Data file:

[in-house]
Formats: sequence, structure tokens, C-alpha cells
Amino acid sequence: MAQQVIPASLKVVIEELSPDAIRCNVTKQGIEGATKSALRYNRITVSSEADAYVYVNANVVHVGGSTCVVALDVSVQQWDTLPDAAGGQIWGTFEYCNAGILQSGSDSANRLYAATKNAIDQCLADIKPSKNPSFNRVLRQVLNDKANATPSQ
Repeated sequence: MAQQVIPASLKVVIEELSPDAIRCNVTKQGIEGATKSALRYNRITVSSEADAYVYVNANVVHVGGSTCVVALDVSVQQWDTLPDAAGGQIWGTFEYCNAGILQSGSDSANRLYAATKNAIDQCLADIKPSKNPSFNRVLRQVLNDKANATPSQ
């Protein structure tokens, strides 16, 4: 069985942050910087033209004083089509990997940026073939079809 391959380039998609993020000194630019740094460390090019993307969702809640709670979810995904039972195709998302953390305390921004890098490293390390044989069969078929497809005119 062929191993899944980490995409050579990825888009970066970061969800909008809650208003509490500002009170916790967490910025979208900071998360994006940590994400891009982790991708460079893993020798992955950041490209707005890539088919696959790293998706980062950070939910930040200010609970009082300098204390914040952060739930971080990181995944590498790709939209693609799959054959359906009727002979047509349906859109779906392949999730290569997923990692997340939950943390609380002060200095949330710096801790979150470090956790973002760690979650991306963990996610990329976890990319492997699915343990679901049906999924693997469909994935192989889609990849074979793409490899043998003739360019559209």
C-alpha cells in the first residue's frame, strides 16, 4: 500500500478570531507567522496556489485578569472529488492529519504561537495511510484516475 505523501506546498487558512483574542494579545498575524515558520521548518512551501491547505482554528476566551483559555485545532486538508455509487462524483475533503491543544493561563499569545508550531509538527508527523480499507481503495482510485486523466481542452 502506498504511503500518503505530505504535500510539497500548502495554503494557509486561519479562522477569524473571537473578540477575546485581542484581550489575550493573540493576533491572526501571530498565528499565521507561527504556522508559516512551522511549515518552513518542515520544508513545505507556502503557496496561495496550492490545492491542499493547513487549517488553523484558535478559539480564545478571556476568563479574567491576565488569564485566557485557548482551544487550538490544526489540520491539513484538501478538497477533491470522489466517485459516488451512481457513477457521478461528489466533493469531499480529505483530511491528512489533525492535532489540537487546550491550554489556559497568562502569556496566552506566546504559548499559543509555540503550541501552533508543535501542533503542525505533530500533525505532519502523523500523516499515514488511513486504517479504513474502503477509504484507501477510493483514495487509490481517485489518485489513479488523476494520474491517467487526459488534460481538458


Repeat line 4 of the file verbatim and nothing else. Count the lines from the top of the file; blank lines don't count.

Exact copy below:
Repeated sequence: MAQQVIPASLKVVIEELSPDAIRCNVTKQGIEGATKSALRYNRITVSSEADAYVYVNANVVHVGGSTCVVALDVSVQQWDTLPDAAGGQIWGTFEYCNAGILQSGSDSANRLYAATKNAIDQCLADIKPSKNPSFNRVLRQVLNDKANATPSQ